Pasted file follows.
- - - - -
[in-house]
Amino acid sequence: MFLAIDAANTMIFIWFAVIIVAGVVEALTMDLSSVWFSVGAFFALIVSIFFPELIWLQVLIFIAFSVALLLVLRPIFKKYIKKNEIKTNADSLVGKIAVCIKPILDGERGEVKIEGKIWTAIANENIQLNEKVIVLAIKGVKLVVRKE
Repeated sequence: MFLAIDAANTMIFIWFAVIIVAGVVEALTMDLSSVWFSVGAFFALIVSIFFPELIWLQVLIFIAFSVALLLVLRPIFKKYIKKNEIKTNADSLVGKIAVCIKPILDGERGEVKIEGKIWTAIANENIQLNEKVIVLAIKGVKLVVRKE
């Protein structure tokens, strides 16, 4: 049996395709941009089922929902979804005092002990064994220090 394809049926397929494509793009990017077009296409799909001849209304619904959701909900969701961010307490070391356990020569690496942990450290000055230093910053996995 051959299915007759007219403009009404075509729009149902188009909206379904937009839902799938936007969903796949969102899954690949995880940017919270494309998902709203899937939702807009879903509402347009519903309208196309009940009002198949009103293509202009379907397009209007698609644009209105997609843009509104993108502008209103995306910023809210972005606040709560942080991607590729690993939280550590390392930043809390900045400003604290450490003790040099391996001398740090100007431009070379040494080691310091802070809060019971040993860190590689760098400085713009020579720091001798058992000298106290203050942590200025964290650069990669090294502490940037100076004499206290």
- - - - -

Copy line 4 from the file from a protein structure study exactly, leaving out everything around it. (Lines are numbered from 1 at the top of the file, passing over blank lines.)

């Protein structure tokens, strides 16, 4: 049996395709941009089922929902979804005092002990064994220090 394809049926397929494509793009990017077009296409799909001849209304619904959701909900969701961010307490070391356990020569690496942990450290000055230093910053996995 051959299915007759007219403009009404075509729009149902188009909206379904937009839902799938936007969903796949969102899954690949995880940017919270494309998902709203899937939702807009879903509402347009519903309208196309009940009002198949009103293509202009379907397009209007698609644009209105997609843009509104993108502008209103995306910023809210972005606040709560942080991607590729690993939280550590390392930043809390900045400003604290450490003790040099391996001398740090100007431009070379040494080691310091802070809060019971040993860190590689760098400085713009020579720091001798058992000298106290203050942590200025964290650069990669090294502490940037100076004499206290």